5. Well, after supper, stumbled down the stairs to the Dungeon Shop ( Burp) and got to work. With the four blanks ready, clamped them one at a time to the bench top. Used the plough plane to cut a 1/4'' x 1/4" groove along the inside's bottom edge. or, at least tried to.... Blanks were sliding around ( #$#@#!!) and the fence working loose. Hmmm, redid the fence TIGHT and straight. Drill a pilot hole, and screwed the blank down tight to the benchtop. Move on me again....dare ya! Then, after all that fun. Started the layout lines. One set was in 3/4" from each end. A second set of lines was 1/4" in from the edge, and a 1/4" in from the face of each blank. Then ( and this is a clue) drew a 45 degree line from the 3/4" line and the corner of the end. Gathered a few other hand tools up Yep, that is a HACKSAW sitting there. The main backsaw was having "issues" with about any sort of a cut, today. Got out a smaller backsaw, it worked for one or two cuts, then it had bending issues.... So a hacksaw was used to make the rest of these cuts. Clamp a blank into the old metal vise, mark out for the 1/4" rebate on the end. Saw down until I hit the 45* line. Seems the blade on the hacksaw is 1/2" wide, so as soon as it is flush with the top, stop and check the lines. Then a rap or two against the end to knock the waste off, and finish up with a chisel. a fuzzy-wuzzy before and after shot. Took awhile, but all the ends were done Next up, ( after a Mountain Dew break) layout of some pins. Since this kind of dovetail, you have to lay the pins out first. Just isn't a way to do it the other way around. This is where we started. When done, it will look like a miter joint ( I hope) as those dovetails will be "Hidden". Stay tuned, chapter three is being studied right now.....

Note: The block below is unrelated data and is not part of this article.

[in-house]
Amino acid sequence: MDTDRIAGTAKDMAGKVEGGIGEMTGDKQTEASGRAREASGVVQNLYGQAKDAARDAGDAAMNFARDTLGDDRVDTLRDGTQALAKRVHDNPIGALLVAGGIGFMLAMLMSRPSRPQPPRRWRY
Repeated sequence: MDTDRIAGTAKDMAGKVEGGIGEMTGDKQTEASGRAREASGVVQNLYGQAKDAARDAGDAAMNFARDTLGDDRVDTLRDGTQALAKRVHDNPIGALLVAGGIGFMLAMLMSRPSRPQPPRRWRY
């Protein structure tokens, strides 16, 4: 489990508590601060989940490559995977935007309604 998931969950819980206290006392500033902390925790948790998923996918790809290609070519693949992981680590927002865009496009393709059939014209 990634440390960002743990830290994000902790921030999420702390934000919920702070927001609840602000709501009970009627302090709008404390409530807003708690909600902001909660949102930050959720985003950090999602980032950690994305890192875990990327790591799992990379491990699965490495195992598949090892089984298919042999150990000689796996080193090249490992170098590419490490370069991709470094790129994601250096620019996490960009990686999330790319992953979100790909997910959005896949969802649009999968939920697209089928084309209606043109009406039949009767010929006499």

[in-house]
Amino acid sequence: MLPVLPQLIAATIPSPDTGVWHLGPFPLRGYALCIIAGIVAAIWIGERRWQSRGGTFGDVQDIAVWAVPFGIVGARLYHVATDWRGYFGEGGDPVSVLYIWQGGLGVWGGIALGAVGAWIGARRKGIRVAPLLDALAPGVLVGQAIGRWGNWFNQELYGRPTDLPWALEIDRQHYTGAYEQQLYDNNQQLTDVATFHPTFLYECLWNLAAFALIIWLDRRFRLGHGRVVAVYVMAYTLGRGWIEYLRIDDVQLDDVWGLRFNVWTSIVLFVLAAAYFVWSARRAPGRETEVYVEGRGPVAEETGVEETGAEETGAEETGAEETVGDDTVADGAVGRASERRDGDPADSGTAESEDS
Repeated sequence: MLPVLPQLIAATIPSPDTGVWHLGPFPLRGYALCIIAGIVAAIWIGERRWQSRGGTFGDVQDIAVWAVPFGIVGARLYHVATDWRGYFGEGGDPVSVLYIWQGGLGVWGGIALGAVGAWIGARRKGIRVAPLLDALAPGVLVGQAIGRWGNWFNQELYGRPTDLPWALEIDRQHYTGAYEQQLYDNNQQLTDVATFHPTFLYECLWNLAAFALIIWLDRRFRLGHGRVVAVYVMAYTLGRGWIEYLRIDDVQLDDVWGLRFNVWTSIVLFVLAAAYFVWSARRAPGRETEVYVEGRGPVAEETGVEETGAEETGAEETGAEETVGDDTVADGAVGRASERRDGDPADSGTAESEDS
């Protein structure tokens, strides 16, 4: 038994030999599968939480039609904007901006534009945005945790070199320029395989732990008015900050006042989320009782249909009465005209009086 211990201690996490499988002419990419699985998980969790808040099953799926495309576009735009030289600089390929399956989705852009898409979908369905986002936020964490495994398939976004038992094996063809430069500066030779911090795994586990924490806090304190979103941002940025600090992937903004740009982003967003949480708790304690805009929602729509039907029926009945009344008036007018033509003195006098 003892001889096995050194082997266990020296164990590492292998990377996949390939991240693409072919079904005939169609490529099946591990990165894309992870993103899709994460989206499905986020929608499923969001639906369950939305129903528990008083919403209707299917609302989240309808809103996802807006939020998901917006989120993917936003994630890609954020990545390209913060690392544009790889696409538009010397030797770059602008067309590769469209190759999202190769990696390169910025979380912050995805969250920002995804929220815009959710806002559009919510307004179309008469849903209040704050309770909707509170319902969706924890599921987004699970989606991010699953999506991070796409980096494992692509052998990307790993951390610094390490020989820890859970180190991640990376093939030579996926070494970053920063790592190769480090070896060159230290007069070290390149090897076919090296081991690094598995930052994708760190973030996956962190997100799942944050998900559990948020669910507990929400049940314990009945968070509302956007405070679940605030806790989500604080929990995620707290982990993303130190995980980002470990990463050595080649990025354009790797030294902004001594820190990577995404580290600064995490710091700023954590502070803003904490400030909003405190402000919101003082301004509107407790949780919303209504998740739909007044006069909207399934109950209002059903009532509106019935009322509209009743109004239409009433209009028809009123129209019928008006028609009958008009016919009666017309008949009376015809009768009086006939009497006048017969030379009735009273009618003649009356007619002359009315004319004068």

6. Maybe an Old Dawg can learn a few new tricks? Had a few "classes" today, mainly from Roy Underhill and Zach Dillinger vids. Went down to the Lah-BOR -ah-Tory to get some "victims" lined up. Had some Black Walnut "left-overs" sitting around. Not quite all the right sizes, but.....Ve haft vays... Clamped them up into a solid block. Hand planed to the same width by going along one edge. Then worked over the edges, again. Seems they were at a bit of an angle....ooooops. Cleaned off the bench's top, and leveled it up, using a #6c plane. Next, got that UGLY, YELLOW< PLASTIC Mitre box out. Backsaw didn't like cutting two at a time, it is more of a rip saw, anyway. Did have a crosscut saw, hanging around, though. Took it down from the hook in the ceiling joist, and used it on the boards A Pheonix Warranted 9ppi. Stood the two board, whether front & back, or the two ends, up on their edges. That black bar is a clamp for the mitre box. Clamp two boards into the box, and sawed down. Now have two pairs of matching length boards. Soooo, now on to the next part of the class, next time Stay tuned to this batty channel, it might get even uglier.....